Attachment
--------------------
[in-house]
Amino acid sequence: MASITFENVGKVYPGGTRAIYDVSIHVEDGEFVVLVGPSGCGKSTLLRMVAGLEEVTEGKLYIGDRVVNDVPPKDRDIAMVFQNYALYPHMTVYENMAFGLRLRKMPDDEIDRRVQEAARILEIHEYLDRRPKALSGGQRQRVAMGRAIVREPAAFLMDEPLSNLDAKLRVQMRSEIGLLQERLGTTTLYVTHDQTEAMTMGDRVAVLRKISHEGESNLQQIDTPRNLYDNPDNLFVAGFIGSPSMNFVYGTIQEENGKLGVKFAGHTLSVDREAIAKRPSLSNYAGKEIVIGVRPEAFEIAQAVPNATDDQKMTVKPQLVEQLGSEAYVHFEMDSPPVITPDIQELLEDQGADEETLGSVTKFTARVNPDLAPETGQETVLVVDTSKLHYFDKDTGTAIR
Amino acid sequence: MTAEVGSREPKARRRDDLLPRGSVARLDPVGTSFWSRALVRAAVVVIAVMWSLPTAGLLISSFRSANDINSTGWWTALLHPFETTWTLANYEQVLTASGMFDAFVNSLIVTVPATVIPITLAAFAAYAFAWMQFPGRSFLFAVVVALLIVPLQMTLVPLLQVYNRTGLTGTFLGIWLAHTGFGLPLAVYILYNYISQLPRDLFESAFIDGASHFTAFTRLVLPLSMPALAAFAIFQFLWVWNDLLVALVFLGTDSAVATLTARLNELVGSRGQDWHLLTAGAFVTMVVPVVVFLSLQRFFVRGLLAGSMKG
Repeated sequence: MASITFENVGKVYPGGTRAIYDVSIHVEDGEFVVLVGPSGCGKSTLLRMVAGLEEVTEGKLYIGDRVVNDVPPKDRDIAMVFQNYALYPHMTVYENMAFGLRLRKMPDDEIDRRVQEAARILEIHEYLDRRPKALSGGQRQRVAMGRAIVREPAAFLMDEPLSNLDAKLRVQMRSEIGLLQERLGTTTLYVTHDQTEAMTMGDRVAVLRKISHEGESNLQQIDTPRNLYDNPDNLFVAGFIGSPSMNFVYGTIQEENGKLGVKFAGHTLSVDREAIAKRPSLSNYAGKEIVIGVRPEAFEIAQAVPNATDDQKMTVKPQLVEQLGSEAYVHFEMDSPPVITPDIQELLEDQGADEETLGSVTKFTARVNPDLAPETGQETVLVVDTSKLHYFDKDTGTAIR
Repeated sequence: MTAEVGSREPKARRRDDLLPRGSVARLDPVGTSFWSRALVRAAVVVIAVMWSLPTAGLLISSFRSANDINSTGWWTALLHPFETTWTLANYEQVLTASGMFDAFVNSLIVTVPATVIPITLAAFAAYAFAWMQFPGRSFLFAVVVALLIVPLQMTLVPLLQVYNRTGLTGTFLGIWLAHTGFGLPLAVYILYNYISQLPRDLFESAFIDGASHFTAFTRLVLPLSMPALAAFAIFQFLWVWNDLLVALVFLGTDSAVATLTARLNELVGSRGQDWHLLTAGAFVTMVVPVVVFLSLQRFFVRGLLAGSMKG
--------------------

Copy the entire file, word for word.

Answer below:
[in-house]
Amino acid sequence: MASITFENVGKVYPGGTRAIYDVSIHVEDGEFVVLVGPSGCGKSTLLRMVAGLEEVTEGKLYIGDRVVNDVPPKDRDIAMVFQNYALYPHMTVYENMAFGLRLRKMPDDEIDRRVQEAARILEIHEYLDRRPKALSGGQRQRVAMGRAIVREPAAFLMDEPLSNLDAKLRVQMRSEIGLLQERLGTTTLYVTHDQTEAMTMGDRVAVLRKISHEGESNLQQIDTPRNLYDNPDNLFVAGFIGSPSMNFVYGTIQEENGKLGVKFAGHTLSVDREAIAKRPSLSNYAGKEIVIGVRPEAFEIAQAVPNATDDQKMTVKPQLVEQLGSEAYVHFEMDSPPVITPDIQELLEDQGADEETLGSVTKFTARVNPDLAPETGQETVLVVDTSKLHYFDKDTGTAIR
Amino acid sequence: MTAEVGSREPKARRRDDLLPRGSVARLDPVGTSFWSRALVRAAVVVIAVMWSLPTAGLLISSFRSANDINSTGWWTALLHPFETTWTLANYEQVLTASGMFDAFVNSLIVTVPATVIPITLAAFAAYAFAWMQFPGRSFLFAVVVALLIVPLQMTLVPLLQVYNRTGLTGTFLGIWLAHTGFGLPLAVYILYNYISQLPRDLFESAFIDGASHFTAFTRLVLPLSMPALAAFAIFQFLWVWNDLLVALVFLGTDSAVATLTARLNELVGSRGQDWHLLTAGAFVTMVVPVVVFLSLQRFFVRGLLAGSMKG
Repeated sequence: MASITFENVGKVYPGGTRAIYDVSIHVEDGEFVVLVGPSGCGKSTLLRMVAGLEEVTEGKLYIGDRVVNDVPPKDRDIAMVFQNYALYPHMTVYENMAFGLRLRKMPDDEIDRRVQEAARILEIHEYLDRRPKALSGGQRQRVAMGRAIVREPAAFLMDEPLSNLDAKLRVQMRSEIGLLQERLGTTTLYVTHDQTEAMTMGDRVAVLRKISHEGESNLQQIDTPRNLYDNPDNLFVAGFIGSPSMNFVYGTIQEENGKLGVKFAGHTLSVDREAIAKRPSLSNYAGKEIVIGVRPEAFEIAQAVPNATDDQKMTVKPQLVEQLGSEAYVHFEMDSPPVITPDIQELLEDQGADEETLGSVTKFTARVNPDLAPETGQETVLVVDTSKLHYFDKDTGTAIR
Repeated sequence: MTAEVGSREPKARRRDDLLPRGSVARLDPVGTSFWSRALVRAAVVVIAVMWSLPTAGLLISSFRSANDINSTGWWTALLHPFETTWTLANYEQVLTASGMFDAFVNSLIVTVPATVIPITLAAFAAYAFAWMQFPGRSFLFAVVVALLIVPLQMTLVPLLQVYNRTGLTGTFLGIWLAHTGFGLPLAVYILYNYISQLPRDLFESAFIDGASHFTAFTRLVLPLSMPALAAFAIFQFLWVWNDLLVALVFLGTDSAVATLTARLNELVGSRGQDWHLLTAGAFVTMVVPVVVFLSLQRFFVRGLLAGSMKG